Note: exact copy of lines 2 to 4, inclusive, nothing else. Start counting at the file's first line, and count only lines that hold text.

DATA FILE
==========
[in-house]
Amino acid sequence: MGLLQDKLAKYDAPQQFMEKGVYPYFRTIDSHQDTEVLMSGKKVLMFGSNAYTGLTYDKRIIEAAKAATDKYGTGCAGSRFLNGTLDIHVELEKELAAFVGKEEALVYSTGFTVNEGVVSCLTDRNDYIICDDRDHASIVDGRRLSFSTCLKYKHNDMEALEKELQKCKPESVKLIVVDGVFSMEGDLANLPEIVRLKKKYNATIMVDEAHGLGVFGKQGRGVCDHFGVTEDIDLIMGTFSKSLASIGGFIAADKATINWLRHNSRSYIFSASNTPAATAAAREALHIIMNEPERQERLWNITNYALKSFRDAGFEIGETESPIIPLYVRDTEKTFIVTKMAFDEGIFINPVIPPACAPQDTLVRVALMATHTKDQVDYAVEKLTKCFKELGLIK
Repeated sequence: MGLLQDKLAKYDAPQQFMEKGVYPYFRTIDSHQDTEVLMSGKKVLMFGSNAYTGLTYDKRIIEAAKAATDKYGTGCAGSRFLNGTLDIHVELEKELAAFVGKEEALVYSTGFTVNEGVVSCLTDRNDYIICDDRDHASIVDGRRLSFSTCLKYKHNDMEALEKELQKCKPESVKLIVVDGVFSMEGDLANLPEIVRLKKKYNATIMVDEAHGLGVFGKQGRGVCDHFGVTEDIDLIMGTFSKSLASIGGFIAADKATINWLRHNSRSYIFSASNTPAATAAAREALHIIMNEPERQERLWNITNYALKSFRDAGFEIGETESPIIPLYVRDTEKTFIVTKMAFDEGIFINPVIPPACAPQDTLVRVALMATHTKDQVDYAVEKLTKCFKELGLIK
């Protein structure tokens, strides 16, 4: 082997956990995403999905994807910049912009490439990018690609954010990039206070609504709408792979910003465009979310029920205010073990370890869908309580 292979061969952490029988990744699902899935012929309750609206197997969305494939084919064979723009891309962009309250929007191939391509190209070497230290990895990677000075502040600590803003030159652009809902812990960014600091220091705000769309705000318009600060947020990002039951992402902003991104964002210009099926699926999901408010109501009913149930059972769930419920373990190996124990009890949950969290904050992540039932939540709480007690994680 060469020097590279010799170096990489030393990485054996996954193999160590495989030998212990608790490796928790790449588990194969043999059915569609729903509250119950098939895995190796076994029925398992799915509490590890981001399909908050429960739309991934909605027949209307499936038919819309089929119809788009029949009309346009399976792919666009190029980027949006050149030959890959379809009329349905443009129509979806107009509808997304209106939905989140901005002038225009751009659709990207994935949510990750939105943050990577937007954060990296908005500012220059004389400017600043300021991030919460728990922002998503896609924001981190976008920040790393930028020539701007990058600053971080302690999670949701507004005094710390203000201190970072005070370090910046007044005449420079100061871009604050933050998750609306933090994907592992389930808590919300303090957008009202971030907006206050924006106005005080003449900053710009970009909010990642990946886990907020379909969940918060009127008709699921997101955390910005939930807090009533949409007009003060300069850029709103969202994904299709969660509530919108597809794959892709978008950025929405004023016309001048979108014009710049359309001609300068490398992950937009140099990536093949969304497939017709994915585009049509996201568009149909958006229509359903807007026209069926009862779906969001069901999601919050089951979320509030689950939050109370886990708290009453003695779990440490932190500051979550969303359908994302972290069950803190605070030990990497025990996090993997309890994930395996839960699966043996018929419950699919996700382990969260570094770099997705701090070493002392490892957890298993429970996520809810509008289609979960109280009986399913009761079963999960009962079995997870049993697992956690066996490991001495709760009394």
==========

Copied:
Amino acid sequence: MGLLQDKLAKYDAPQQFMEKGVYPYFRTIDSHQDTEVLMSGKKVLMFGSNAYTGLTYDKRIIEAAKAATDKYGTGCAGSRFLNGTLDIHVELEKELAAFVGKEEALVYSTGFTVNEGVVSCLTDRNDYIICDDRDHASIVDGRRLSFSTCLKYKHNDMEALEKELQKCKPESVKLIVVDGVFSMEGDLANLPEIVRLKKKYNATIMVDEAHGLGVFGKQGRGVCDHFGVTEDIDLIMGTFSKSLASIGGFIAADKATINWLRHNSRSYIFSASNTPAATAAAREALHIIMNEPERQERLWNITNYALKSFRDAGFEIGETESPIIPLYVRDTEKTFIVTKMAFDEGIFINPVIPPACAPQDTLVRVALMATHTKDQVDYAVEKLTKCFKELGLIK
Repeated sequence: MGLLQDKLAKYDAPQQFMEKGVYPYFRTIDSHQDTEVLMSGKKVLMFGSNAYTGLTYDKRIIEAAKAATDKYGTGCAGSRFLNGTLDIHVELEKELAAFVGKEEALVYSTGFTVNEGVVSCLTDRNDYIICDDRDHASIVDGRRLSFSTCLKYKHNDMEALEKELQKCKPESVKLIVVDGVFSMEGDLANLPEIVRLKKKYNATIMVDEAHGLGVFGKQGRGVCDHFGVTEDIDLIMGTFSKSLASIGGFIAADKATINWLRHNSRSYIFSASNTPAATAAAREALHIIMNEPERQERLWNITNYALKSFRDAGFEIGETESPIIPLYVRDTEKTFIVTKMAFDEGIFINPVIPPACAPQDTLVRVALMATHTKDQVDYAVEKLTKCFKELGLIK
């Protein structure tokens, strides 16, 4: 082997956990995403999905994807910049912009490439990018690609954010990039206070609504709408792979910003465009979310029920205010073990370890869908309580 292979061969952490029988990744699902899935012929309750609206197997969305494939084919064979723009891309962009309250929007191939391509190209070497230290990895990677000075502040600590803003030159652009809902812990960014600091220091705000769309705000318009600060947020990002039951992402902003991104964002210009099926699926999901408010109501009913149930059972769930419920373990190996124990009890949950969290904050992540039932939540709480007690994680 060469020097590279010799170096990489030393990485054996996954193999160590495989030998212990608790490796928790790449588990194969043999059915569609729903509250119950098939895995190796076994029925398992799915509490590890981001399909908050429960739309991934909605027949209307499936038919819309089929119809788009029949009309346009399976792919666009190029980027949006050149030959890959379809009329349905443009129509979806107009509808997304209106939905989140901005002038225009751009659709990207994935949510990750939105943050990577937007954060990296908005500012220059004389400017600043300021991030919460728990922002998503896609924001981190976008920040790393930028020539701007990058600053971080302690999670949701507004005094710390203000201190970072005070370090910046007044005449420079100061871009604050933050998750609306933090994907592992389930808590919300303090957008009202971030907006206050924006106005005080003449900053710009970009909010990642990946886990907020379909969940918060009127008709699921997101955390910005939930807090009533949409007009003060300069850029709103969202994904299709969660509530919108597809794959892709978008950025929405004023016309001048979108014009710049359309001609300068490398992950937009140099990536093949969304497939017709994915585009049509996201568009149909958006229509359903807007026209069926009862779906969001069901999601919050089951979320509030689950939050109370886990708290009453003695779990440490932190500051979550969303359908994302972290069950803190605070030990990497025990996090993997309890994930395996839960699966043996018929419950699919996700382990969260570094770099997705701090070493002392490892957890298993429970996520809810509008289609979960109280009986399913009761079963999960009962079995997870049993697992956690066996490991001495709760009394």